For instance, establishing CTORs for newsletters, transactional emails, triggered campaigns, and promotional emails allows you the opportunity to identify specific areas for improvement. Then you can track your performance over time based on individual creative efforts in particular emails and/or campaigns.
Every metric provides a piece of the puzzle and a glimpse at the big picture, but no metric should be viewed as a stand alone, definitive illustration of your marketing efforts.
Indeed, CTOR, open rate, deliverability, click-through statistics, conversions, and unsubscribe rates should be married to data that expresses return on investment, revenue per email breakdowns, and average order values to arrive at a comprehensive email analysis over time.
Take Control of Your Email Marketing Campaigns
Email marketing still offers huge potential returns for companies who do it right, but without useful data success (and improvement) will be impossible to track.
While merely releasing a blast of emails out to your subscription list and hoping for the best might save you time, utilizing proper metrics to assess the campaign’s performance provides the foundation for ongoing improvement.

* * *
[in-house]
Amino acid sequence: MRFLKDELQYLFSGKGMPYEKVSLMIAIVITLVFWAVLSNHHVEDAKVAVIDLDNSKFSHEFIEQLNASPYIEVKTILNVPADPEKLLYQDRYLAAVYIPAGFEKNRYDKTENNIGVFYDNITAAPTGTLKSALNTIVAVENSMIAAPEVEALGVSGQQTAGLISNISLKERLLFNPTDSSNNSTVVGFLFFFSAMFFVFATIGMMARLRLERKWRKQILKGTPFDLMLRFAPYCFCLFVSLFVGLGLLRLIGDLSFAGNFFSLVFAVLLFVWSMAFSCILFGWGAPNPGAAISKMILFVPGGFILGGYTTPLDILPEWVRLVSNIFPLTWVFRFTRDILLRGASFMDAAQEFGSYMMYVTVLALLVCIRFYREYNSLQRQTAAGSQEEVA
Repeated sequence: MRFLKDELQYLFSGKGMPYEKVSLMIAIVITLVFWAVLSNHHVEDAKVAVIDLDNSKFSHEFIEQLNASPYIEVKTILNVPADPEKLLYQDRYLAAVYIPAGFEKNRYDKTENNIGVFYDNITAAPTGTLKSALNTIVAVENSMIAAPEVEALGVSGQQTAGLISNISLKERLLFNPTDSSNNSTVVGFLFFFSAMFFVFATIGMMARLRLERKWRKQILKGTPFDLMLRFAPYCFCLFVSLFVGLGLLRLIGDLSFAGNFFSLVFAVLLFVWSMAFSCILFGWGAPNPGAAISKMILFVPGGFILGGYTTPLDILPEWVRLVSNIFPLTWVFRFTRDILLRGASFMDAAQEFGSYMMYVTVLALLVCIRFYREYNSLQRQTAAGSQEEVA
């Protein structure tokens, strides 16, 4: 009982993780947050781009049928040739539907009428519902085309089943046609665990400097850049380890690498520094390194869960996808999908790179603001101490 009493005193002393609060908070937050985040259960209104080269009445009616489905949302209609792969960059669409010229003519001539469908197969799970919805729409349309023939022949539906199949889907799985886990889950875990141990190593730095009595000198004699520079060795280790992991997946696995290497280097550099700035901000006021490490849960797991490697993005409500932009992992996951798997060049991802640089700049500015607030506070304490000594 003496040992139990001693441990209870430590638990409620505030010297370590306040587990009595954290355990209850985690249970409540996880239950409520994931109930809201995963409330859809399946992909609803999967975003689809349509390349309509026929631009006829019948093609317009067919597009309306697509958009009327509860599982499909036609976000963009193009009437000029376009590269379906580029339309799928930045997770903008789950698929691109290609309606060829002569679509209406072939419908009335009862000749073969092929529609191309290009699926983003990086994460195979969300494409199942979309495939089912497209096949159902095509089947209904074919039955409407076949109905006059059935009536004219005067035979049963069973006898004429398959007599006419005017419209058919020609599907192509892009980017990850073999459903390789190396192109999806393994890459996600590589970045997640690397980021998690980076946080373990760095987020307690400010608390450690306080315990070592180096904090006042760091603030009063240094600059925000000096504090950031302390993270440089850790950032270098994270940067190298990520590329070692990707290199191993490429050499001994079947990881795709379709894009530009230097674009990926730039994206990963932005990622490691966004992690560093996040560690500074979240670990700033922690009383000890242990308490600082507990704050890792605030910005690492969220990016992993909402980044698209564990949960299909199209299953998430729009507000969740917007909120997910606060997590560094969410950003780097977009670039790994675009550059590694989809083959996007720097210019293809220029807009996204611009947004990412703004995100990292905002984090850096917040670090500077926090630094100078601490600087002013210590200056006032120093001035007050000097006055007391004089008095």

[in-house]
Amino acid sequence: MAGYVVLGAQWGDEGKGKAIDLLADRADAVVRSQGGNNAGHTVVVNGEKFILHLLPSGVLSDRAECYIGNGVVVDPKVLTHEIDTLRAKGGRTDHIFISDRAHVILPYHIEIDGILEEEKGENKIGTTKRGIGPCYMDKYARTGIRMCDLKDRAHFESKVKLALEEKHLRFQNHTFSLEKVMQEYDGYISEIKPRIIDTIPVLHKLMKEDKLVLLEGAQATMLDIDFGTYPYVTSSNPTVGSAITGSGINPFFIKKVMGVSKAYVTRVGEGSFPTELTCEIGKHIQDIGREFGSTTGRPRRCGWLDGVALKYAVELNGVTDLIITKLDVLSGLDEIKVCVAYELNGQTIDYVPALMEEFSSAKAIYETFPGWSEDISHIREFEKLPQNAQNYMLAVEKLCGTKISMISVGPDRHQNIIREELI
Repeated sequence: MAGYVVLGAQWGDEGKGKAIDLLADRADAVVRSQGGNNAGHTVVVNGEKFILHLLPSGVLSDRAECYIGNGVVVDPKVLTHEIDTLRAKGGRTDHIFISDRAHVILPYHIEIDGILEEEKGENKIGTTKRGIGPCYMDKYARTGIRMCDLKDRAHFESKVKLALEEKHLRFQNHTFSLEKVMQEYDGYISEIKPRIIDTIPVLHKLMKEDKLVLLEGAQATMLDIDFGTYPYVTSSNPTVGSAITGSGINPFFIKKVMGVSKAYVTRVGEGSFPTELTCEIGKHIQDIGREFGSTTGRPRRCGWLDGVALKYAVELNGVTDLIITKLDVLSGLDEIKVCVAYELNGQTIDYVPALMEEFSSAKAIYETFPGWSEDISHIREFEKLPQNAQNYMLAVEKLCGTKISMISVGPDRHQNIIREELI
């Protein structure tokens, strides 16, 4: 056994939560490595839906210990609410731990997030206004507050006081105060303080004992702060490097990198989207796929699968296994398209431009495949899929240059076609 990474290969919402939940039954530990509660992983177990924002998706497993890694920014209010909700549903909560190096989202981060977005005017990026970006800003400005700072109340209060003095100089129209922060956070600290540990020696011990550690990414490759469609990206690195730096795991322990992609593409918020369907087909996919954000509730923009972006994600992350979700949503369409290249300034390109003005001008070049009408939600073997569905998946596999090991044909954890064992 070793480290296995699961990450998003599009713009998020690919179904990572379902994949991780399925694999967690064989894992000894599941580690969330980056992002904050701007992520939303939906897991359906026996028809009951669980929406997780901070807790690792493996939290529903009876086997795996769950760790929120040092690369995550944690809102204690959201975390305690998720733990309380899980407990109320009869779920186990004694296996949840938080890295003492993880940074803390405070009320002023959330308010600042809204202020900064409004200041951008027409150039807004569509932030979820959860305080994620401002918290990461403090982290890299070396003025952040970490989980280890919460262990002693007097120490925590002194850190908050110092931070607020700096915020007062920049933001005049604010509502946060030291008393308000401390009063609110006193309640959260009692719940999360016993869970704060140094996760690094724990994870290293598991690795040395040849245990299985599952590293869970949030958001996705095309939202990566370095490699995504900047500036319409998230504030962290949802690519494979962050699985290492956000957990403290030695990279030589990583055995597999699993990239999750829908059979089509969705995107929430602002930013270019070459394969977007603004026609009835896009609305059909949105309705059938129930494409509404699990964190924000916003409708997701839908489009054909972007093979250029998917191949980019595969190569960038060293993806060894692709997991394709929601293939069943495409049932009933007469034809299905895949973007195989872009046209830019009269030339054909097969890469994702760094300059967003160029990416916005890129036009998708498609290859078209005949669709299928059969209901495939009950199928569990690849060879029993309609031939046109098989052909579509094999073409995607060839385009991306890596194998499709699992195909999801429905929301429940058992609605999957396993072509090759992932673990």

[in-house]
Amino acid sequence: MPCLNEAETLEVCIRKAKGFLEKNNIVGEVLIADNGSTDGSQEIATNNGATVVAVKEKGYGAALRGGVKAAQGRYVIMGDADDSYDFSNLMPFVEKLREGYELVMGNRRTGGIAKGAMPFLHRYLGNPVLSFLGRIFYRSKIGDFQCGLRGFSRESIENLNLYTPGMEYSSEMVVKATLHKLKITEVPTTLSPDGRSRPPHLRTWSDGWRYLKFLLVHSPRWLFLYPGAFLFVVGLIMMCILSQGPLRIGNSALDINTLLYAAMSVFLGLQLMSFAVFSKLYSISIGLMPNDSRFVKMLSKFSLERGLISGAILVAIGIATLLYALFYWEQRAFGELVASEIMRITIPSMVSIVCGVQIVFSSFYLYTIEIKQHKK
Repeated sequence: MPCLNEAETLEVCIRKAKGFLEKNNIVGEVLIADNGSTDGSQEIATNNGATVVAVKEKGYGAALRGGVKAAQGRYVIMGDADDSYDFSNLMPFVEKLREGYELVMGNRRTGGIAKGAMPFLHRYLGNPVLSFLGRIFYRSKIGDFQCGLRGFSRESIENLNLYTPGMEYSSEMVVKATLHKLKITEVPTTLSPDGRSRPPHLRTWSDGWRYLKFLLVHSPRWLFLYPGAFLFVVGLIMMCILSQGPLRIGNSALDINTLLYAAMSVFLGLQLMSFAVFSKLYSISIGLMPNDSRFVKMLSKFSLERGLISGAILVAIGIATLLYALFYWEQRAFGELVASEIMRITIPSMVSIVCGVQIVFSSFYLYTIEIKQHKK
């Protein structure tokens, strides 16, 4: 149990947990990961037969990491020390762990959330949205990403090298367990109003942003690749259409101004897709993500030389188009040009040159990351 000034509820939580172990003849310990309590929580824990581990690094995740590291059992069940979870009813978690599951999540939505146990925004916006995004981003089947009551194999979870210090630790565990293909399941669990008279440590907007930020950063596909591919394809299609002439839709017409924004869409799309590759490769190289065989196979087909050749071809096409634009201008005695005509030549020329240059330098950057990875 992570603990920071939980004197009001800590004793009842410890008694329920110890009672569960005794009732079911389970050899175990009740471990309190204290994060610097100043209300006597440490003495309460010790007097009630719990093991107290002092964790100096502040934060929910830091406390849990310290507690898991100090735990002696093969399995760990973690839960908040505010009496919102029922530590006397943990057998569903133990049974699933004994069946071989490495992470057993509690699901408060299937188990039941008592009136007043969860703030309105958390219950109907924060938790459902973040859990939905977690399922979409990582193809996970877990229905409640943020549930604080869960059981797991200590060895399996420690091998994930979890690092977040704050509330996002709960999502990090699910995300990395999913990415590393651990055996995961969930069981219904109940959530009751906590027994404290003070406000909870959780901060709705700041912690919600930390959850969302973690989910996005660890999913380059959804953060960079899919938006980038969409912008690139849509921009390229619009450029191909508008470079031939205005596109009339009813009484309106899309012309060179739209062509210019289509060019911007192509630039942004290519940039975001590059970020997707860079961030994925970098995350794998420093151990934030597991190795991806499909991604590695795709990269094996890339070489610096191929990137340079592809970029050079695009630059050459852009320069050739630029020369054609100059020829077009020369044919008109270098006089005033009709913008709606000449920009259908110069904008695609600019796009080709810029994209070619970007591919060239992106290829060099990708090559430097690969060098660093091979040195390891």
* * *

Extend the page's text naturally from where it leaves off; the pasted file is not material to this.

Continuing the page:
At the heart of that analysis is understanding the important role that CTOR can play.
CTOR is sometimes referred to as the “effective rate” of an email, so if you are worried that your current creative focus is missing the mark, then you definitely need to include this metric to get the best possible analytical results.
Successful email marketing campaigns are more of a marathon than a sprint. That means you should be constantly fine-tuning your message to elicit a more engaged response, and CTOR rates are instrumental in judging and making course corrections in that process.
When added to the metrics you’re probably already using, CTOR data will give you a richer appreciation for what excites your email client base. Tapping into this excitement is what encourages your would-be customer to engage more deeply in your email marketing efforts.